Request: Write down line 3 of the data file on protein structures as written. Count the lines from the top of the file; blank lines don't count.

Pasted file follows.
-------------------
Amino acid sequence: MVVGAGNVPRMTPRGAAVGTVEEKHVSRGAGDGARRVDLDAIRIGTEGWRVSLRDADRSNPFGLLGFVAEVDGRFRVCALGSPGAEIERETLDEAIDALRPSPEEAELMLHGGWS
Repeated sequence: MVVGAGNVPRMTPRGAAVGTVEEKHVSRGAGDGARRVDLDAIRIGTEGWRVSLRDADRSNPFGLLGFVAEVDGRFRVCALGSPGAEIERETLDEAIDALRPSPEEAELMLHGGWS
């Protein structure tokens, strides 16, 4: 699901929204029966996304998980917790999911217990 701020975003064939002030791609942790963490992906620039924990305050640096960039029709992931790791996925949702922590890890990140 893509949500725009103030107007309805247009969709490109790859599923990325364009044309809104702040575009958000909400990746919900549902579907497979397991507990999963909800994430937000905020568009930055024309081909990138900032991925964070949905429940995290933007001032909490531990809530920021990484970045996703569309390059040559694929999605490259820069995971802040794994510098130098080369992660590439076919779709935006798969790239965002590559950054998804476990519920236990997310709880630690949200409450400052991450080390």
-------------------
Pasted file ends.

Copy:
């Protein structure tokens, strides 16, 4: 699901929204029966996304998980917790999911217990 701020975003064939002030791609942790963490992906620039924990305050640096960039029709992931790791996925949702922590890890990140 893509949500725009103030107007309805247009969709490109790859599923990325364009044309809104702040575009958000909400990746919900549902579907497979397991507990999963909800994430937000905020568009930055024309081909990138900032991925964070949905429940995290933007001032909490531990809530920021990484970045996703569309390059040559694929999605490259820069995971802040794994510098130098080369992660590439076919779709935006798969790239965002590559950054998804476990519920236990997310709880630690949200409450400052991450080390």